Objections unrelated to a claim of privilege or privacy interests are not proper bases on which a party may quash a subpoena. Windsor, 175 F.R.D. at 668; see also Oliver B. Cannon & Son, Inc. v. Fidelity & Cas. Co. of New York, 519 F.Supp. 668, 680 (D.C. Del. 1981) (movant lacks standing to raise objections unrelated to any right of privilege). Thus, even where a party has standing to quash a subpoena based on privilege or a personal right, he or she lacks standing to object on the bases of relevance or undue burden. Howard, 2012 WL 2923230, at *2; see also Malibu Media, LLC v. John Does 1-15, No. 12-2077, 2012 WL 3089383, at *8 (E.D. Pa. July 30, 2012) (noting that a defendant seeking to quash a subpoena on an internet service provider “is not faced with an undue burden because the subpoena is directed at the internet service provider and not the [d]efendant.”).

         Comcast, the recipient of the subpoena, has not objected to its terms. John Doe 2's objection regarding misjoinder, in addition to being improper under Rule 45, is also misplaced here. The Court observes that severing defendants would delay, but not eliminate, Plaintiff's efforts to obtain John Doe 2's identifying information from Comcast. Simply put, severance affects the timing of disclosure but not the underlying right. In this context, such a delay may prove fatal to Plaintiff's claims insofar as the information Plaintiff seeks is subject to destruction. Given the inevitable disclosure of the information at issue in this subpoena, it seems judicial efficiency is best promoted by declining to reach the question of joinder at this time.

         Likewise, John Doe 2's argument that the Court lacks personal jurisdiction does not persuade the Court to quash the subpoena. Even if it were a proper objection, John Doe 2's affidavit (if the Court were to overrule a hearsay objection) and the Plaintiff's investigator's affidavit raise a question of material fact as to whether the infringement occurred in Colorado and, thus, whether the Court has personal jurisdiction over John Doe 2 as a Defendant in this case.[1] With this limited evidence and at this stage of the litigation, the Court may not make findings as to John Doe 2's personal jurisdiction argument.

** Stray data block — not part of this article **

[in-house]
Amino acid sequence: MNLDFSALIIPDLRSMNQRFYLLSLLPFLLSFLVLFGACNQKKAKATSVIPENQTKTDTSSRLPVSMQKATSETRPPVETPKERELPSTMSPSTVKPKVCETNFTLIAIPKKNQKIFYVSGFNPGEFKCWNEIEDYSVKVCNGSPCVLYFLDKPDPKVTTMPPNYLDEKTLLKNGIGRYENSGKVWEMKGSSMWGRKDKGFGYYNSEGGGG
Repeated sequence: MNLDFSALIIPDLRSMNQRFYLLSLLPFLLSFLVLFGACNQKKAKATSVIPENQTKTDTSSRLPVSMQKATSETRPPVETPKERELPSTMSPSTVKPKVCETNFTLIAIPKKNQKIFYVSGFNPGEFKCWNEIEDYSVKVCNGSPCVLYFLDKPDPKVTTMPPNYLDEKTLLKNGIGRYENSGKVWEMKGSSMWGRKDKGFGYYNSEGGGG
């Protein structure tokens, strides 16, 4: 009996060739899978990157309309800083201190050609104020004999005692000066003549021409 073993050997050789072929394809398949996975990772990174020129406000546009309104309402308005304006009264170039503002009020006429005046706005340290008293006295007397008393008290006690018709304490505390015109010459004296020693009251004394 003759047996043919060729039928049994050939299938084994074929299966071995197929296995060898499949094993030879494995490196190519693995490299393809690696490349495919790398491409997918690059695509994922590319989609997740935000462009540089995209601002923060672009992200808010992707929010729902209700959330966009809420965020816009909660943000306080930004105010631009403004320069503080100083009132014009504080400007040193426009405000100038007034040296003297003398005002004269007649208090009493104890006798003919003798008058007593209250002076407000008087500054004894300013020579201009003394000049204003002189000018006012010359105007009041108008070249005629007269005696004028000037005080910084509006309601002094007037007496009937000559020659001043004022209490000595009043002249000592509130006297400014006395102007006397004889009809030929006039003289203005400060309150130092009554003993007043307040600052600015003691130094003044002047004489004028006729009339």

Certainly, just as John Doe 2 has a right to defend him- or herself in a civil lawsuit and even if there is no ultimate liability, “Plaintiff has a constitutional right to file a lawsuit and engage in discovery to determine whether a defendant or someone using a defendant's IP address infringed on its protected works, ” provided the Plaintiff has a good-faith basis under Rule 11 for bringing suit. Malibu Media, LLC v. Maness, No. 12-cv-01873-RBJ-MEH, 2012 WL 7848837, at *6 (D. Colo. Dec. 4, 2012), recommendation adopted by 2013 WL 1397275 (D. Colo. Apr. 5, 2013). Similarly, Plaintiff shares the same right as all litigants to settle or dismiss its claims before engaging in discovery and prior to the filing of any dispositive motions. Id.

         For these reasons, the Court finds that John Doe 2 has not met his or her burden of showing that the Court should quash the subpoena Plaintiff served on Comcast in this case. Therefore, Defendant John Doe 2's Motion to Quash Comcast Subscriber IP Address [filed September 20, 2017; ECF No. 18] is denied.



[1]Although permitted to do so, John Doe 2 did not file a reply brief responding to Plaintiffs arguments ...

Buy This Entire Record For $7.95

Download the entire decision to receive the complete text, official citation,
docket number, dissents and concurrences, and footnotes for this case.

Learn more about what you receive with purchase of this case.